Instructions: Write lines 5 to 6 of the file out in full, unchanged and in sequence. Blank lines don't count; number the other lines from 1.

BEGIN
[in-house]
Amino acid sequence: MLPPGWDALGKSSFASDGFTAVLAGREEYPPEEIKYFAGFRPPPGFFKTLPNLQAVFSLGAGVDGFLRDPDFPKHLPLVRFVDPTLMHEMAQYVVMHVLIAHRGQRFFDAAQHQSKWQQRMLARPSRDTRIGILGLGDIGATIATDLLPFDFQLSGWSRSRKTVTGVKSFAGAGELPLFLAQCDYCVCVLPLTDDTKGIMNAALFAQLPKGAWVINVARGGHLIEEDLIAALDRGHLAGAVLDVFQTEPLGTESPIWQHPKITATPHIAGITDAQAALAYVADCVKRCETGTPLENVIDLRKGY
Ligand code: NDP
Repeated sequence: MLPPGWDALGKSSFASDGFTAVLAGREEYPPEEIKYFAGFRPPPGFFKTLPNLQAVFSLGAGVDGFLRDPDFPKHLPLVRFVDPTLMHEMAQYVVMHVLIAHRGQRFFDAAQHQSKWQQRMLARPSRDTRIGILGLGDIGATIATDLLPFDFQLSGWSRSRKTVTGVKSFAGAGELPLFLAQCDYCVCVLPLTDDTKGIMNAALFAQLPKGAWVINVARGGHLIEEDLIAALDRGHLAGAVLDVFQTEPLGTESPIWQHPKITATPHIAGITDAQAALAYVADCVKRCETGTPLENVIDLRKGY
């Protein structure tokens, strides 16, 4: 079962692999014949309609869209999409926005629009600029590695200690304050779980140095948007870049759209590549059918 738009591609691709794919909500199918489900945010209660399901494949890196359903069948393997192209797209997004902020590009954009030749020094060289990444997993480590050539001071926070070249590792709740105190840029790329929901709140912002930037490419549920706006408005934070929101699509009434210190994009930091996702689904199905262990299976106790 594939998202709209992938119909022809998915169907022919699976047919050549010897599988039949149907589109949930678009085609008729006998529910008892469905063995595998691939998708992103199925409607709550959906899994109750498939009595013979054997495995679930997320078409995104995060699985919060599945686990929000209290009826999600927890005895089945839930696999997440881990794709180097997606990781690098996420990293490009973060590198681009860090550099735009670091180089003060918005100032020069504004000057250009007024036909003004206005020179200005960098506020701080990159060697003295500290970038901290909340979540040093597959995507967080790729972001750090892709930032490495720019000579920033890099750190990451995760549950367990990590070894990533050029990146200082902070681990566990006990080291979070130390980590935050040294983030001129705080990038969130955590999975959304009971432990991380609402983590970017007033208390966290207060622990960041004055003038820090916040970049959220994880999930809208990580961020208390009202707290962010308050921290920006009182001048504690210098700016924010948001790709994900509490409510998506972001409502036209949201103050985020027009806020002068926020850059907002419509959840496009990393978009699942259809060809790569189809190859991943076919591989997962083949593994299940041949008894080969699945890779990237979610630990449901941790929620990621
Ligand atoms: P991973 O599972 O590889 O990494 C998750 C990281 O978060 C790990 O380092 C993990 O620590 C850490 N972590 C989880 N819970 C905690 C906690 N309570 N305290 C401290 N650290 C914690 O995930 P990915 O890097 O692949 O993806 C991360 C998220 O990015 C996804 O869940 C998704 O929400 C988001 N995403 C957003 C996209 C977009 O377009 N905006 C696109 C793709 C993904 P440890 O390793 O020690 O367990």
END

């Protein structure tokens, strides 16, 4: 079962692999014949309609869209999409926005629009600029590695200690304050779980140095948007870049759209590549059918 738009591609691709794919909500199918489900945010209660399901494949890196359903069948393997192209797209997004902020590009954009030749020094060289990444997993480590050539001071926070070249590792709740105190840029790329929901709140912002930037490419549920706006408005934070929101699509009434210190994009930091996702689904199905262990299976106790 594939998202709209992938119909022809998915169907022919699976047919050549010897599988039949149907589109949930678009085609008729006998529910008892469905063995595998691939998708992103199925409607709550959906899994109750498939009595013979054997495995679930997320078409995104995060699985919060599945686990929000209290009826999600927890005895089945839930696999997440881990794709180097997606990781690098996420990293490009973060590198681009860090550099735009670091180089003060918005100032020069504004000057250009007024036909003004206005020179200005960098506020701080990159060697003295500290970038901290909340979540040093597959995507967080790729972001750090892709930032490495720019000579920033890099750190990451995760549950367990990590070894990533050029990146200082902070681990566990006990080291979070130390980590935050040294983030001129705080990038969130955590999975959304009971432990991380609402983590970017007033208390966290207060622990960041004055003038820090916040970049959220994880999930809208990580961020208390009202707290962010308050921290920006009182001048504690210098700016924010948001790709994900509490409510998506972001409502036209949201103050985020027009806020002068926020850059907002419509959840496009990393978009699942259809060809790569189809190859991943076919591989997962083949593994299940041949008894080969699945890779990237979610630990449901941790929620990621
Ligand atoms: P991973 O599972 O590889 O990494 C998750 C990281 O978060 C790990 O380092 C993990 O620590 C850490 N972590 C989880 N819970 C905690 C906690 N309570 N305290 C401290 N650290 C914690 O995930 P990915 O890097 O692949 O993806 C991360 C998220 O990015 C996804 O869940 C998704 O929400 C988001 N995403 C957003 C996209 C977009 O377009 N905006 C696109 C793709 C993904 P440890 O390793 O020690 O367990």